The listing: 569 Euclid Ave., Toronto
Asking Price: $3,899,000
Taxes: $7,712.20 (2020)
Lot Size: 21.8- by 125-feet
Agents: Jason Wilson and Hayley Schwenker (Milborne Real Estate Inc.)
The back story
Real estate agent Jason Wilson generated plenty of buzz on Euclid Avenue in Toronto when he drew 30 offers as agent for a tumbledown semi-detached house in 2019.
The house with a garage covered in graffiti sold for an eye-popping amount. That prompted a neighbour down the street to approach Mr. Wilson to ask what price he might fetch if he sold his own income property, which had also seen better days.
Instead of taking the listing, Mr. Wilson and his partner, Hayley Schwenker, bought it for themselves.
“We fell in love with Euclid,” says Mr. Wilson of the residential street in the vibrant Little Italy area.
The deal worked well for the owner because tenants were living in the units and Mr. Wilson was willing to offer a long closing.
Then Mr. Wilson called on his friend, designer Nicholas Ancerl, to come up with a plan for the red brick semi near Harbord Street and Bathurst Street.
The founder of Ancerl Studio wondered how he could avoid dashing his friend’s hopes when he first saw the property.
“It was a typical downtown Toronto slum rental,” he says. “It was a real piece of junk.”
One of the drawbacks, Mr. Ancerl explains, is that the house had a decent width at the front but an addition at the rear narrowed the footprint. Tacked onto that was an even smaller addition.
“In my mind I was thinking, ‘I don’t know what the hell I’m going to do with this place’,” he says with a laugh.
But, Mr. Ancerl says, he admired his friend’s drive and enthusiasm and didn’t want to disappoint him.
“He was drafted by the New York Rangers,” he says. “He’s been a hockey kid all his life – you have to have a certain amount of dedication to get to that level.”
Fortunately, Mr. Ancerl found inspiration when he sat down to sketch out a design for the property.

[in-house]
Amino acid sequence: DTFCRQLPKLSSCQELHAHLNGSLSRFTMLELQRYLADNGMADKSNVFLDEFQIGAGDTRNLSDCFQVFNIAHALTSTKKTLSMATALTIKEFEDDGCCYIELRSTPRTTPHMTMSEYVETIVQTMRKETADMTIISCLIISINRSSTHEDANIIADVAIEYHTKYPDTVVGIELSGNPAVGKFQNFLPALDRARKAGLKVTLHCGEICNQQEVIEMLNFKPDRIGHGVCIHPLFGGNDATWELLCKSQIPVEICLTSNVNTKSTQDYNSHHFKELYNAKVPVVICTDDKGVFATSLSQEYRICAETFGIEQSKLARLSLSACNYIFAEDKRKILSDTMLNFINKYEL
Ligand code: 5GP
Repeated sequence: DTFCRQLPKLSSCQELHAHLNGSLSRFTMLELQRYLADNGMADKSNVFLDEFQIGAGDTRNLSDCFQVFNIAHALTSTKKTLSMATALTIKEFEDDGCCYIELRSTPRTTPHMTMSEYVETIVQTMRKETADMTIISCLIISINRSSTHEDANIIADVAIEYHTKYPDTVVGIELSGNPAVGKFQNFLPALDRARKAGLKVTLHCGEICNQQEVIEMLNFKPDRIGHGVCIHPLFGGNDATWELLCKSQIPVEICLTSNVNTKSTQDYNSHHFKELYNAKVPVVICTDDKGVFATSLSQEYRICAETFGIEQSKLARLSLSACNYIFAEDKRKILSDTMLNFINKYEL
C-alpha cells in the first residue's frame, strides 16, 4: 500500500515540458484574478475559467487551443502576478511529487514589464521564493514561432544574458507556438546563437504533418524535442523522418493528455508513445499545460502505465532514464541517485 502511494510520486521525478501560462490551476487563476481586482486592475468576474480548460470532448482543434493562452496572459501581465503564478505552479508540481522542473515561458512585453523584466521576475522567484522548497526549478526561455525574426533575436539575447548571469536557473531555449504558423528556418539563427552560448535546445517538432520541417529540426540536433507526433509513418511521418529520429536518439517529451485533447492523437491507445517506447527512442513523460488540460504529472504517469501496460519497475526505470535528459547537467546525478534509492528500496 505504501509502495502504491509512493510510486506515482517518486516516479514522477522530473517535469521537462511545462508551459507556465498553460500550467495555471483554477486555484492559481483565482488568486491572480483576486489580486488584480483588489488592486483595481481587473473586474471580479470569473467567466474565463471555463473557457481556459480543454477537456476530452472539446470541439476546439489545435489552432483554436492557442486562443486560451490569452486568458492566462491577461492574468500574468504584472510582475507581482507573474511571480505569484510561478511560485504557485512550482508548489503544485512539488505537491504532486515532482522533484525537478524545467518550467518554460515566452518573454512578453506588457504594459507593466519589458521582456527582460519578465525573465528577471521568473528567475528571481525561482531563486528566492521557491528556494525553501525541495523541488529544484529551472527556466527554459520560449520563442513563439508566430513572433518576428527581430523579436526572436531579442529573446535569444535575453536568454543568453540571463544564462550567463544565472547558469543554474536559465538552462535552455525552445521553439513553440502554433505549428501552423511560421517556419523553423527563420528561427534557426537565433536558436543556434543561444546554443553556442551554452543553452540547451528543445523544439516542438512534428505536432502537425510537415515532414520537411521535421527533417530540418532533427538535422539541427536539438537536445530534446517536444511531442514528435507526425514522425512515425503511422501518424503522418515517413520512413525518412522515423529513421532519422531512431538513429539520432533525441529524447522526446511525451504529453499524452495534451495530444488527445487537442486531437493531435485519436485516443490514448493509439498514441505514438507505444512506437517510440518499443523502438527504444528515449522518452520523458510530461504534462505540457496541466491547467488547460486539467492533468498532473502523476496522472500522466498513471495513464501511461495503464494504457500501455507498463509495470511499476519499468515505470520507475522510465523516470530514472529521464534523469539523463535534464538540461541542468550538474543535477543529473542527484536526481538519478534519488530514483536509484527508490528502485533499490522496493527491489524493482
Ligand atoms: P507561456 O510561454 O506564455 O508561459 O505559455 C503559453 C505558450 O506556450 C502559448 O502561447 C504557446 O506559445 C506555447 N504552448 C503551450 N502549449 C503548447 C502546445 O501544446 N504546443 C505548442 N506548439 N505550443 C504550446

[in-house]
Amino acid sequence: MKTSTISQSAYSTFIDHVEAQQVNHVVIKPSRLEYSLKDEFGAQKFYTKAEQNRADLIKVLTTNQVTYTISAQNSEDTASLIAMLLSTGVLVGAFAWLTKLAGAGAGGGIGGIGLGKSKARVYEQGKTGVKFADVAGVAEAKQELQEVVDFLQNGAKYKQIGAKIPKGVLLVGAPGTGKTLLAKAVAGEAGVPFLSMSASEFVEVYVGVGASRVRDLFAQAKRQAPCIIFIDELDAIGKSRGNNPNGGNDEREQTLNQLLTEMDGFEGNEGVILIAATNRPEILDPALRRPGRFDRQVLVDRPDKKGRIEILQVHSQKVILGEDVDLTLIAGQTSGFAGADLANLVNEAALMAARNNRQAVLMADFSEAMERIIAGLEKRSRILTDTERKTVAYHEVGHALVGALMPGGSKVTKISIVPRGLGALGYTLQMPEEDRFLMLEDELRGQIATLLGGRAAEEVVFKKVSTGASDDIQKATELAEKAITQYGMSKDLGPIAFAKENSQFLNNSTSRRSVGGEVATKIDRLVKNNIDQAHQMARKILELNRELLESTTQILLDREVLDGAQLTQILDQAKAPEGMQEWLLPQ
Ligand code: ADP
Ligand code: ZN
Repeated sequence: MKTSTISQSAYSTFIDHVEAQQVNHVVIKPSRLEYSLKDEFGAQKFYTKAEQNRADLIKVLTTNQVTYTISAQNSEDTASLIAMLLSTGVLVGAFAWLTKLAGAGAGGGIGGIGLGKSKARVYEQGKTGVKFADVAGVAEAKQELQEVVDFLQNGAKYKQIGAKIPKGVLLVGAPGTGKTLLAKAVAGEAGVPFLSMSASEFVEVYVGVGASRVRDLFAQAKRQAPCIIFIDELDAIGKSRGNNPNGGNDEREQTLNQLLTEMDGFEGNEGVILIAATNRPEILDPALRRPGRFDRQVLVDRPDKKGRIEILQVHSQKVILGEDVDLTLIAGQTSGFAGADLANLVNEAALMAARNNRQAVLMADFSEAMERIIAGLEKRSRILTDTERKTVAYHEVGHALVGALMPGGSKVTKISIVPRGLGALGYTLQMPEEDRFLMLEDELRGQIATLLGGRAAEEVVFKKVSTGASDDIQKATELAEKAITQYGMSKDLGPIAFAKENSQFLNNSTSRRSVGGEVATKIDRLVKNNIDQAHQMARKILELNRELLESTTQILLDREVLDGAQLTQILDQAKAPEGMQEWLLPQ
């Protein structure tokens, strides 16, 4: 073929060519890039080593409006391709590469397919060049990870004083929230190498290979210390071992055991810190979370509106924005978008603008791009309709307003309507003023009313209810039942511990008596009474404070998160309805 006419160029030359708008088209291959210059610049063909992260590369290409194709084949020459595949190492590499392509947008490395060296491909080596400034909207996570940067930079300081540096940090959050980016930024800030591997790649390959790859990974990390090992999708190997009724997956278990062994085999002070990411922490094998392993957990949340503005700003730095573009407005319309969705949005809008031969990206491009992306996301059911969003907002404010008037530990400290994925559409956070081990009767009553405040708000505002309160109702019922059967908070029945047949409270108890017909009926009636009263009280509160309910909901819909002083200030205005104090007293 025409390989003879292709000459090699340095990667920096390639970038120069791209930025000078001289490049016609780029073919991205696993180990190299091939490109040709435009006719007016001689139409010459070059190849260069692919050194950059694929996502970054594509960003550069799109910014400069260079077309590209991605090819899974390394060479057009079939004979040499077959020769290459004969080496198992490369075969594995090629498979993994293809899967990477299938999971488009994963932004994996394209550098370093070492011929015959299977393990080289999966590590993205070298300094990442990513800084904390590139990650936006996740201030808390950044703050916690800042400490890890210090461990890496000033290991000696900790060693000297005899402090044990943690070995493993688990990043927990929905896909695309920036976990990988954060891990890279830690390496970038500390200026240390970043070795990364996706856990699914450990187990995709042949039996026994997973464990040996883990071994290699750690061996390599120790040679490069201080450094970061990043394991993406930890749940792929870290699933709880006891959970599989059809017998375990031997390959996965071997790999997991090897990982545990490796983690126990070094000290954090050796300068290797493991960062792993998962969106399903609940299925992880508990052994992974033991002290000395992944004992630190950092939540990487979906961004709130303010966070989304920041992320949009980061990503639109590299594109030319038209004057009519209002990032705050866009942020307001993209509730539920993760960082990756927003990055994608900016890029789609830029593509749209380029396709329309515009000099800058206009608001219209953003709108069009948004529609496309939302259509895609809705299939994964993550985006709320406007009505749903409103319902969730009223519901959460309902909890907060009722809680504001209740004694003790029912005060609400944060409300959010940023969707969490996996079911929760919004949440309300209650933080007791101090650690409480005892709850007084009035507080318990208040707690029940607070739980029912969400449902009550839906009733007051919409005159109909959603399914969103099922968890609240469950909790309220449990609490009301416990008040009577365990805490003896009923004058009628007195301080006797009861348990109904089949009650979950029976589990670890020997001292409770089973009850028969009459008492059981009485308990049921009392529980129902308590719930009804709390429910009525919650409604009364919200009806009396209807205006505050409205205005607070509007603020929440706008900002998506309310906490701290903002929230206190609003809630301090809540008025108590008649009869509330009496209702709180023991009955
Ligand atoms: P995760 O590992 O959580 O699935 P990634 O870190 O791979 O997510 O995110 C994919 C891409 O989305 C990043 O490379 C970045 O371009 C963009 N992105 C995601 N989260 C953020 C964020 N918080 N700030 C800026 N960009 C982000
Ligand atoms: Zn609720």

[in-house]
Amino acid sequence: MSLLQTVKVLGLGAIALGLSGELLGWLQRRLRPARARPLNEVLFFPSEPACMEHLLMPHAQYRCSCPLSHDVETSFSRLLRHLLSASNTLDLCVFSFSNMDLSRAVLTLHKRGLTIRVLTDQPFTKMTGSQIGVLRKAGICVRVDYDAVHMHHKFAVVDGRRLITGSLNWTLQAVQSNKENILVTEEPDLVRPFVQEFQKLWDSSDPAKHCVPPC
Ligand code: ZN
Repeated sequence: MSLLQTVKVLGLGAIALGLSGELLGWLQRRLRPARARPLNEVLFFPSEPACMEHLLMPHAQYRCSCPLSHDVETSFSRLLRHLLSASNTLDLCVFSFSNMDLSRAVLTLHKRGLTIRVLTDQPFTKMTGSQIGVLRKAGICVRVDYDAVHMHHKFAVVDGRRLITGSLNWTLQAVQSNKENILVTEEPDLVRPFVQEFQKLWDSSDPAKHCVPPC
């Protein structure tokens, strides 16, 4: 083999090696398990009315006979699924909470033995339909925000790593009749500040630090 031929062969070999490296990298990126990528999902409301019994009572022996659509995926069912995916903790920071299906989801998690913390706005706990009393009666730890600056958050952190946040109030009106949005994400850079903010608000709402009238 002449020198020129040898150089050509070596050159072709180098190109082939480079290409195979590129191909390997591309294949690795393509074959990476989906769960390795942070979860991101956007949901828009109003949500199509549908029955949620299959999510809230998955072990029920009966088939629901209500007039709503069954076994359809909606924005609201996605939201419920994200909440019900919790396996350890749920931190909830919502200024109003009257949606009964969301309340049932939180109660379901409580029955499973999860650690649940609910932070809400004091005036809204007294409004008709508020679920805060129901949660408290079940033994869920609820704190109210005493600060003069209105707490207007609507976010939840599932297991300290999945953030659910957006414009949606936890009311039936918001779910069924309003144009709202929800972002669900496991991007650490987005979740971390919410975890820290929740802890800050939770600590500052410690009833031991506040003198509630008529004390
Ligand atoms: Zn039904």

“This is the first time I’ve done a masculine house,” says Mr. Ancerl. “I decided to make it almost like a tuxedo,” he says of the black-and-white décor throughout the principal rooms.
He recommended working within the existing footprint so that Mr. Wilson could obtain a building permit without facing long delays or going to the Committee of Adjustment.
Mr. Ancerl says the architect and designers at the studio are used to complicated projects and long delays but homeowners often become edgy.
“People with a few hundred thousand in – if it’s just studs with a few HVAC pipes – people start to panic.”
For Mr. Wilson, it was important that the front façade blend in with the existing streetscape of Victorian and Edwardian-era homes.
“We didn’t want to put anything too dramatic on the front,” Mr. Wilson says.
After they had decided on an initial plan, Mr. Wilson and Ms. Schwenker handed over the design decisions to Mr. Ancerl.
The house today
Mr. Ancerl designed a home with four bedrooms and four bathrooms in approximately 3,500-square- feet of living space, including the lower level.
A glass front door opens to a foyer and long hallway that provides a gallery wall for photographs and sightlines through to the glass cube at the rear.
Mr. Ancerl salvaged an antique fireplace mantle from an upstairs room and had it refinished in black and moved to the living room at the front of the house. The idea was to create a lounge where Mr. Wilson and his friends could gather and share stories over a Scotch, says Mr. Ancerl, whose firm also chose the furnishings.
“We call it the whisky lounge but we don’t really drink,” says Mr. Wilson, laughing.
”We usually just have a coffee there in the afternoon.”
The dining room at the centre of the house extends into the floor above with a 20-foot high ceiling. There’s also a sculptural floating staircase with a glass partition.